Niger delta oil spill clean-up launched – but could take quarter of a century

Oil spill at Goi Creek, Nigeria, August 2010. Photo source: ©© Friends Of The Earth
In October 2004 a major oil spill occurred in the Trans-Niger pipeline, which runs through the Ogoniland to the Bonny Export Terminal. Following the spill, fire broke out. The oil and the fire reached the mangrove forest in the Tidal region of the village of Goi. For three days Shell unsuccessfully attempted to extinguish the fire. After four days the disastrous aftermath could be seen: 15 hectares of mangrove forest were devastated, all the fish killed and hundreds of trees with high economic value (palm trees, mango trees, coconut palm, avocado and more) had gone up in flames. It was not until July 2007, 33 months after the October 2004 oil spill, that Shell began the clean-up… Captions: “Goi Case Against Nigeria,” EJ Atlas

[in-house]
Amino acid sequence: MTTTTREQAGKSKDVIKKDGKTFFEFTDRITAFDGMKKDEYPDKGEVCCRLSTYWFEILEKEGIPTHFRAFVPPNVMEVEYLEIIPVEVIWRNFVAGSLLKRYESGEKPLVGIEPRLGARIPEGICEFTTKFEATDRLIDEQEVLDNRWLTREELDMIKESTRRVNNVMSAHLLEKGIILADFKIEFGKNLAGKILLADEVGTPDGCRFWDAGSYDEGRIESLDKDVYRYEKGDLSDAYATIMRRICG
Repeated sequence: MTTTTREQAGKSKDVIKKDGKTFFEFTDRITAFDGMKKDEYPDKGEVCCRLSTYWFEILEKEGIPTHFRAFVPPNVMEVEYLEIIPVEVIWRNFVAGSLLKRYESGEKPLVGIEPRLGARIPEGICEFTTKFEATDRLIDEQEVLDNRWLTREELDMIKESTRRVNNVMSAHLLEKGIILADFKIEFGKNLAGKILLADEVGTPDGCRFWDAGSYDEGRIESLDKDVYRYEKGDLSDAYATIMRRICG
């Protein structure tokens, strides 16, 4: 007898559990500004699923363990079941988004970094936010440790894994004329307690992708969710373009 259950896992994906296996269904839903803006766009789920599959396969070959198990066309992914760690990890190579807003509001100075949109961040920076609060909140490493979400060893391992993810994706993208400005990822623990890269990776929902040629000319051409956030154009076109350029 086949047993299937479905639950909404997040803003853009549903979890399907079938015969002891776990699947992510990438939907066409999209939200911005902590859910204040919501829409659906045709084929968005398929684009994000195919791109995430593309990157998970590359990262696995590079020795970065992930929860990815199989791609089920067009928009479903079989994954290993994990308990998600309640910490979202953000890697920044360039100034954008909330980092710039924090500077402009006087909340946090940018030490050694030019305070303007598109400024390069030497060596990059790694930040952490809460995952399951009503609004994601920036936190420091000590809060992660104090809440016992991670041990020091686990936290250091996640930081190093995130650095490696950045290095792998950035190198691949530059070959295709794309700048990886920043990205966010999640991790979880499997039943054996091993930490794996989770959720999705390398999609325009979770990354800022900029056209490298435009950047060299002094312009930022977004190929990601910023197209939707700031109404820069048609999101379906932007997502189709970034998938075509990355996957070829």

A $1bn clean-up of one of the world’s most oil-polluted regions will be officially launched on Thursday by the Nigerian president, Muhammadu Buhari. But it will be at least 18 months before full remedial work starts in Ogoniland in the Niger delta, and possibly 25 years before all the swamps, creeks, fishing grounds and mangroves are restored after decades of spills by Shell, the national oil firm and other oil companies.

Read Full Article, Guardian UK

Oil pollution in Niger Delta: Environmental Assessment of Ogoniland Report; Unep (08-04-2011)
A report by the UN Environment Programme, which carried out a 14-month assessment of pollution from over 50 years of oil operations in Ogoniland – Niger Delta region, has found widespread and devastating oil pollution that may require the world’s biggest ever clean-up, that could take 20-30 years. The UNEP also called for the oil industry and the Nigerian government to contribute $1 billion to a clean-up fund for the region to properly address this “tragic legacy.”

Niger Delta: Shell’s Manifestly False Claims About Oil Pollution Exposed, Again, Amnesty International (11-09-2015)
Claims by oil giant Shell that it has cleaned up heavily polluted areas of the Niger Delta are blatantly false, Amnesty International and the Centre for Environment, Human Rights and Development (CEHRD) said in a new report published November 3rd…

Latest Posts + Popular Topics